Jamaica secures place on IMO Council

Thursday, December 07, 2017

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LONDON, United Kingdom — Jamaica has secured a place on the influential Council of the International Maritime Organization (IMO) following its successful election at the 30th Session of the IMO's General Assembly held at its headquarters on December 1.

Jamaica secured 120 of the 159 valid votes cast in the highly competitive elections to join 19 other member states that were elected to Category 'C' of the council for the 2018-2020 biennium. Jamaica was also the only country of five to have been elected to the council that were not serving members of Category 'C'.

Minister of Transport and Mining Lester 'Mike' Henry, who led Jamaica's delegation to the Assembly, said Jamaica's election is timely and important to the future of the country, to young people, as well as the Government's overall plans to position Jamaica as an integrated multimodal transport centre for the world.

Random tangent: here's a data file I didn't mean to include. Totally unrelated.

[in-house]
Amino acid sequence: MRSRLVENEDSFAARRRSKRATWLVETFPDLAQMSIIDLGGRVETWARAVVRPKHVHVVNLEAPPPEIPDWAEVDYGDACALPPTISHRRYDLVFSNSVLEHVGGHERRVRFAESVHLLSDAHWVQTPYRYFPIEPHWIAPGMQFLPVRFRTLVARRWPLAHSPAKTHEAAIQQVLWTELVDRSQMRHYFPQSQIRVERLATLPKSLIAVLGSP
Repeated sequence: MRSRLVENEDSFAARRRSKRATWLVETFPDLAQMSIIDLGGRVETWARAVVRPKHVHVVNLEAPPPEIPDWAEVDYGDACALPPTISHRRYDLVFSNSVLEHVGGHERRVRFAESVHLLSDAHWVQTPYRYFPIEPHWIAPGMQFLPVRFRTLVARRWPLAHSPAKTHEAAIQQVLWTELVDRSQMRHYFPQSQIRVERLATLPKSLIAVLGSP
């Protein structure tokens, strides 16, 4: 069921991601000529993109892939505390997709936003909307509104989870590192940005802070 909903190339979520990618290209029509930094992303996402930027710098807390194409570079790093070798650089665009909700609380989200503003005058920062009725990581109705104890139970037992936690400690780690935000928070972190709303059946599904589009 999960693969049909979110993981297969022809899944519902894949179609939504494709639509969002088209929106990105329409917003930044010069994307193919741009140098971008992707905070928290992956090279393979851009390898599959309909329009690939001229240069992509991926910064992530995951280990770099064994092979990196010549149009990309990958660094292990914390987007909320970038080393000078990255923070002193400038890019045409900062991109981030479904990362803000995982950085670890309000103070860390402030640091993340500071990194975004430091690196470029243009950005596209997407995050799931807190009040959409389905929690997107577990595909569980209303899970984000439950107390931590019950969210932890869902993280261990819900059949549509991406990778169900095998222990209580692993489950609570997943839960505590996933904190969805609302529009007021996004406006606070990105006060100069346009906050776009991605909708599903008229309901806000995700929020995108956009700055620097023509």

“The expansion of the Panama Canal has made the transiting of boats in larger numbers across the Jamaican shoreline an important element, and if you are going to become a logistics centre or part of the movement of goods and services, then you have to keep up to date with all the laws and the regulations and be a part of the decision-making bodies that can really impact,” Minister Henry said.

The council is the executive arm of the IMO and is responsible, under the Assembly, for supervising the work of the organisation. Category 'C' comprises 20 states that have special interest in maritime transport or navigation, and whose election to the council will ensure the representation of all major geographic regions of the world.

Categories 'A' and 'B' comprise 10 states each, with 'A' representing those states with the largest interest in providing international shipping services, and 'B' consisting of states with the largest interest in seaborne trade.

Jamaica's membership in Category 'C' enhances the country's capacity and that of the region to contribute to major policy decisions, rule-making and the development of standards.

“It opens up new opportunities for us and is very important to the development of the seafaring industry,” Minister Henry said.





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